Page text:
OHIO COURT RULES AGAINST ALKALINE HYDROLYSIS
By T. Scott Gilligan, OFDA General Counsel
The year-long legal battle that Columbus funeral director Jeff Edwards has waged against the Board of Embalmers and Funeral Directors and the Ohio Department of Health over alkaline hydrolysis may be drawing to a close. In a decision issued by a Columbus judge on February 8, 2012, Mr. Edwards’ complaint against the Health Department and the State Board was dismissed with the court finding for the two Ohio agencies. However, despite the apparent defeat, Mr. Edwards may draw some solace from several opinions expressed by the judge in his lengthy ruling.
As background, Edwards Funeral Home was the first funeral home in the United States to perform alkaline hydrolysis. Starting in January of 2011, Mr. Edwards arranged and carried out alkaline hydrolysis for 19 dispositions before the Department of Health ruled that alkaline hydrolysis was not an acceptable form of disposition under Ohio law. The Health Department had reached that conclusion after conferring with the State Board.
Shortly after the Department of Health and the State Board shut down Mr. Edwards’ alkaline hydrolysis operation, he sued the two agencies claiming that the Department of Health was estopped from issuing death certificates for alkaline hydrolysis dispositions since they had previously issued 19 death certificates recognizing the process. He also argued that several Ohio statutes specifically permit disposition of dead human remains by “burial, cremation, or other manner of final disposition.” Since the Ohio statutes did not prohibit alkaline hydrolysis, Mr. Edwards argued that the process constitutes a form of final disposition which must be allowed under Ohio law if selected by the next-of-kin.
After Jeff Edwards and his attorneys had presented evidence during the trial in Columbus, the Attorney General asked the court for a directed verdict which essentially asks the judge to rule before the Attorney General put on its evidence. The court granted the Attorney General’s request and dismissed Mr. Edwards’ claims. In so doing, the court ruled that even though the Department of Health had previously issued 19 death certificates with alkaline hydrolysis listed as the form of disposition, this did not compel the Department of Health to issue future death certificates that recognize alkaline hydrolysis as an acceptable form of disposition. In the judge’s opinion, the Department of Health was free to determine that since alkaline hydrolysis was a new form of disposition, it was up to the Department whether to permit it to be used in the state.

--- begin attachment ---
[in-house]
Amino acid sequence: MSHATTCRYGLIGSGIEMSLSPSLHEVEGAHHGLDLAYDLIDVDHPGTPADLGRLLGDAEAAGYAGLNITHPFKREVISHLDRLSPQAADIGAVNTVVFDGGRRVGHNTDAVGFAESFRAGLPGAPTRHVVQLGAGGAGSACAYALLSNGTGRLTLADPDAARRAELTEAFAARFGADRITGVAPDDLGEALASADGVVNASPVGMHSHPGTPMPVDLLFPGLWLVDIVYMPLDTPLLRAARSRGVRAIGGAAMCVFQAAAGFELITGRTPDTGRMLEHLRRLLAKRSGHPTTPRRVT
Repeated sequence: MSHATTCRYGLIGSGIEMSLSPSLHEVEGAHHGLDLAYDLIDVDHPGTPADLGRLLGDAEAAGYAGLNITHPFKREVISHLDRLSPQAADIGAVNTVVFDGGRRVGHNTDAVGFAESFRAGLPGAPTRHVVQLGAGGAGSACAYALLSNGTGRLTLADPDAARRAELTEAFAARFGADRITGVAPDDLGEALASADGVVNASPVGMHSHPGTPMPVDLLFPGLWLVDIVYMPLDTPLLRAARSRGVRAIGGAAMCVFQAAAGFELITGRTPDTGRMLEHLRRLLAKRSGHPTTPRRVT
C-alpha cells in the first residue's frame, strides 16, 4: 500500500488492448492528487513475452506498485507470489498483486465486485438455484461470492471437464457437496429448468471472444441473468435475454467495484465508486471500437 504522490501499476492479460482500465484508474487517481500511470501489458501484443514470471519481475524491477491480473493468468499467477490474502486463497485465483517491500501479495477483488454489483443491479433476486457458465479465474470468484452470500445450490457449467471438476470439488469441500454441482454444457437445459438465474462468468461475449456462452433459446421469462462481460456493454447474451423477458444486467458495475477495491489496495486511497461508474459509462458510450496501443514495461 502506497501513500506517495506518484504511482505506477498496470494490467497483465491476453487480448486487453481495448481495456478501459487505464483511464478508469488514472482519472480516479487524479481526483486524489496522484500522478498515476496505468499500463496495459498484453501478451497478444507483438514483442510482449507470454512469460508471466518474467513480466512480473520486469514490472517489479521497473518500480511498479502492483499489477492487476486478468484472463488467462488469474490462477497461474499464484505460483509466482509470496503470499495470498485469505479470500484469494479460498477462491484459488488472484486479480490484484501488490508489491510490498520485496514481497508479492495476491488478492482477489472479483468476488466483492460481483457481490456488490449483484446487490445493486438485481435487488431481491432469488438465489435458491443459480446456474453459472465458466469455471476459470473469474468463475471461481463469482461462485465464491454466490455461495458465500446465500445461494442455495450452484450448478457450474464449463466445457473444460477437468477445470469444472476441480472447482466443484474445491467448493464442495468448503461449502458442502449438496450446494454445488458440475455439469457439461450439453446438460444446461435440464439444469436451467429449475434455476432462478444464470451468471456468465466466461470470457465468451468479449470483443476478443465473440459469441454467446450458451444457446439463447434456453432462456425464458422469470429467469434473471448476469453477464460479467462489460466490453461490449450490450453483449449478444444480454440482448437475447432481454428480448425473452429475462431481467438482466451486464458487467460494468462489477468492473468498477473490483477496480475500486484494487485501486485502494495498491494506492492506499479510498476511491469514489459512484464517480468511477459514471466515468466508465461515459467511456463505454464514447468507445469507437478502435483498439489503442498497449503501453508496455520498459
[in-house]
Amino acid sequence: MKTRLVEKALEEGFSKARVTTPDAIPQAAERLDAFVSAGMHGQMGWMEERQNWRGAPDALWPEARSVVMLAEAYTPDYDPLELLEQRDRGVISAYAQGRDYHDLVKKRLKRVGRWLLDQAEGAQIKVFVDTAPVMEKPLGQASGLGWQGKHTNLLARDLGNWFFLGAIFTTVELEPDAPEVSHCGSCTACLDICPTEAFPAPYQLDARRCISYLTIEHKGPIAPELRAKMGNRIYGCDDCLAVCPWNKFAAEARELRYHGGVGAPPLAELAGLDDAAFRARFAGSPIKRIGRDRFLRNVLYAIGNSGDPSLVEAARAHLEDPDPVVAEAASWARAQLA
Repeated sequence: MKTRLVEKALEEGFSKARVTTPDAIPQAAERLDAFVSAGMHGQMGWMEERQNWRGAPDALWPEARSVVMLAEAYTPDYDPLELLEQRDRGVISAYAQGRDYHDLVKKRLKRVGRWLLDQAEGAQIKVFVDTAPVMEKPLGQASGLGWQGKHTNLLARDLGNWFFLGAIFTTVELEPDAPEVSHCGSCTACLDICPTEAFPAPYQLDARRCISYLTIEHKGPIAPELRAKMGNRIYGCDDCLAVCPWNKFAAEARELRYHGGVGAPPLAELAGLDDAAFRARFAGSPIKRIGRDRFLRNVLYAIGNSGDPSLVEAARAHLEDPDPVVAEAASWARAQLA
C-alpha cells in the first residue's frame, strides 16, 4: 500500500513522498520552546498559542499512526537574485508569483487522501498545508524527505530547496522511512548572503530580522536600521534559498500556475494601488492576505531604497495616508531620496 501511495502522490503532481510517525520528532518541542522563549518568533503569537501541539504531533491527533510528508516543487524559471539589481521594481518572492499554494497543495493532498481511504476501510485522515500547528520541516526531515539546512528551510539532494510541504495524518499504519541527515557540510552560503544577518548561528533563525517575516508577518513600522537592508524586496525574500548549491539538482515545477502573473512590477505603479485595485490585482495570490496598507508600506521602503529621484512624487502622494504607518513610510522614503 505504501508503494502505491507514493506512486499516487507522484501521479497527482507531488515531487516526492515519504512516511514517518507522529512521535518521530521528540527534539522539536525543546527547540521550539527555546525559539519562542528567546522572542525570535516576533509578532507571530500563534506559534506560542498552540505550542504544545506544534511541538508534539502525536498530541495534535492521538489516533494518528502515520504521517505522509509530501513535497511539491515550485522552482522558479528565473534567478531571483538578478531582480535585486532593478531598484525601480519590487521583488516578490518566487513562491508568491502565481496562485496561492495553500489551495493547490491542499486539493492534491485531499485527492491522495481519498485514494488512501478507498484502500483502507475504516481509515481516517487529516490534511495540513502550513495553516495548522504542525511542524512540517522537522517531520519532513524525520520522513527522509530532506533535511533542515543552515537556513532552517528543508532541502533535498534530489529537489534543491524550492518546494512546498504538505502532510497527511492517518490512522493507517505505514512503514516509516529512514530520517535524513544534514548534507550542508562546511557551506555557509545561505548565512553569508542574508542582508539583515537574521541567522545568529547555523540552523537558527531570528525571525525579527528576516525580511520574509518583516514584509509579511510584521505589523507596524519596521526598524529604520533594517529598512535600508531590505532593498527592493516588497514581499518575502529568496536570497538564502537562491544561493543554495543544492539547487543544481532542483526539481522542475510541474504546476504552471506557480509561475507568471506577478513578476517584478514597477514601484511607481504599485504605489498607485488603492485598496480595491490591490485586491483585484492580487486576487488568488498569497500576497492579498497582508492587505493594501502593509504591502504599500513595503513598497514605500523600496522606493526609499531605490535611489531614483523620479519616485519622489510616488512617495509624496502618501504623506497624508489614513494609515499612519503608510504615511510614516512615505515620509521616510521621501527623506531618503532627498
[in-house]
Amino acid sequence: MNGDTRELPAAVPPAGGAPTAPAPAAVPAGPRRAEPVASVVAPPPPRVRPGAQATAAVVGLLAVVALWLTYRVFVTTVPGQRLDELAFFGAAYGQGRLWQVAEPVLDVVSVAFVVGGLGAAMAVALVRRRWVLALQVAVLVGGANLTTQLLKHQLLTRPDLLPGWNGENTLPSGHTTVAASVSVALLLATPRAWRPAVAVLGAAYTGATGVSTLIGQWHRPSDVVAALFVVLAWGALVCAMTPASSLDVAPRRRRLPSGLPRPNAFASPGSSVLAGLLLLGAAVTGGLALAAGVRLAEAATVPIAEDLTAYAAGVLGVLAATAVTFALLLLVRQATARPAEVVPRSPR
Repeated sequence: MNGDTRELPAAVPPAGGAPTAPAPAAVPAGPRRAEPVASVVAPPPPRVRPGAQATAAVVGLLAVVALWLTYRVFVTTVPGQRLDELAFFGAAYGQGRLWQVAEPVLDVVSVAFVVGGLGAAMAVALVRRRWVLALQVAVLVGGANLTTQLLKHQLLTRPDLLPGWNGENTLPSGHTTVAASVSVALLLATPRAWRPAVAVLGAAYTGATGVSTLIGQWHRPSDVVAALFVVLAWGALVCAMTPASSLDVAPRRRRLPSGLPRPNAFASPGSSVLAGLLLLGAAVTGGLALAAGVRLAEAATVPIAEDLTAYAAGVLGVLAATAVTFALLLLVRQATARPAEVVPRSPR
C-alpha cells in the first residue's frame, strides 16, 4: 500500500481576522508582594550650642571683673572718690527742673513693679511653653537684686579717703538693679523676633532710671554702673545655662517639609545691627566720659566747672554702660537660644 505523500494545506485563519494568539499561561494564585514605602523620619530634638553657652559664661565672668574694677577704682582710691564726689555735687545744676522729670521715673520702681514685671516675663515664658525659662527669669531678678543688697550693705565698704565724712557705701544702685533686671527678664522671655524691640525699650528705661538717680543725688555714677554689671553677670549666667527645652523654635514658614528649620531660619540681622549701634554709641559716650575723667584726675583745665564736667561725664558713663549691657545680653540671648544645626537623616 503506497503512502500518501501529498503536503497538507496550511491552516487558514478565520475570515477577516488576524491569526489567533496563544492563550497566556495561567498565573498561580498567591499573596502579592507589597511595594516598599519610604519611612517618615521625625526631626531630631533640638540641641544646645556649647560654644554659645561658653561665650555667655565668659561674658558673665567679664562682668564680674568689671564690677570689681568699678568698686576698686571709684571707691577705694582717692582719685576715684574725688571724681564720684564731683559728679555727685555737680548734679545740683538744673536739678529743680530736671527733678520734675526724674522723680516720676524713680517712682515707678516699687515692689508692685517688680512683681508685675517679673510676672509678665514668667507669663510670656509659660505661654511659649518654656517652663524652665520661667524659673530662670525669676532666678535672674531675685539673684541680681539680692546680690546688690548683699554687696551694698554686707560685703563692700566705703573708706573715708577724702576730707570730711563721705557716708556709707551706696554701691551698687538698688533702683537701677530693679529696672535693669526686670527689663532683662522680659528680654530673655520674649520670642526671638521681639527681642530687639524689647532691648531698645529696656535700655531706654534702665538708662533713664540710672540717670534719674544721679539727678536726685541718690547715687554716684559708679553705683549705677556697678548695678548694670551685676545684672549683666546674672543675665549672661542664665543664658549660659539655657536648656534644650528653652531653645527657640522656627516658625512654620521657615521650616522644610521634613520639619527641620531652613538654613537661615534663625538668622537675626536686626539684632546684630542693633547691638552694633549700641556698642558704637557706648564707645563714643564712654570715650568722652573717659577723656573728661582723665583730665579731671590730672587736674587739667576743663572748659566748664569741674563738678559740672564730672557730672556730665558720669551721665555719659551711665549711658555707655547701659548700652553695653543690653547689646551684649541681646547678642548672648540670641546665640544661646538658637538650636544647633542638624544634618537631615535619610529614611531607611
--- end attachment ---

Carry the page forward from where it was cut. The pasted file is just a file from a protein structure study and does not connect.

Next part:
Although the judge did acknowledge that the Ohio statutes allowing disposition by “burial, cremation, or other manner of final disposition” are confusing, he ruled that it is the Department of Health that determines what is an acceptable manner of disposition, not the next-of-kin. Since the Department of Health is responsible for public safety and sanitation, it should make the decisions of what are acceptable forms of disposition.
The judge also expressed his opinion that although he could not compel the Department of Health nor the State Board to recognize alkaline hydrolysis, he believes that it is incumbent upon the two agencies to investigate alkaline hydrolysis and determine whether it should be deemed to be an acceptable form of disposition.
Although it was not in front of the court, the judge also addressed the disciplinary charges that the State Board had brought against Mr. Edwards for performing alkaline hydrolysis. Even though the disciplinary charges have not yet been the subject of a hearing before the State Board, the judge advised the State Board that he did not find any bad faith on Mr. Edwards’ part in performing alkaline hydrolysis. He also advised the State Board that if the disciplinary matter comes before the court, he would rule against the State Board and prevent it from taking any further disciplinary action against Mr. Edwards. While that opinion is not binding on the State Board, it would be surprising if the State Board ignored it and continued the disciplinary proceedings against Mr. Edwards.
Where does this ruling leave alkaline hydrolysis in the State of Ohio? Currently, the Ohio Funeral Directors Association is working with state legislators on a bill that would recognize alkaline hydrolysis as an acceptable form of disposition and place it under the regulation of the State Board. Whether either the Department of Health or the State Board will also follow the judge’s recommendations and initiate a rulemaking to recognize alkaline hydrolysis as an acceptable form of disposition is still unknown.
Members with questions regarding this ruling may contactScott Gilliganat 513-871-6332.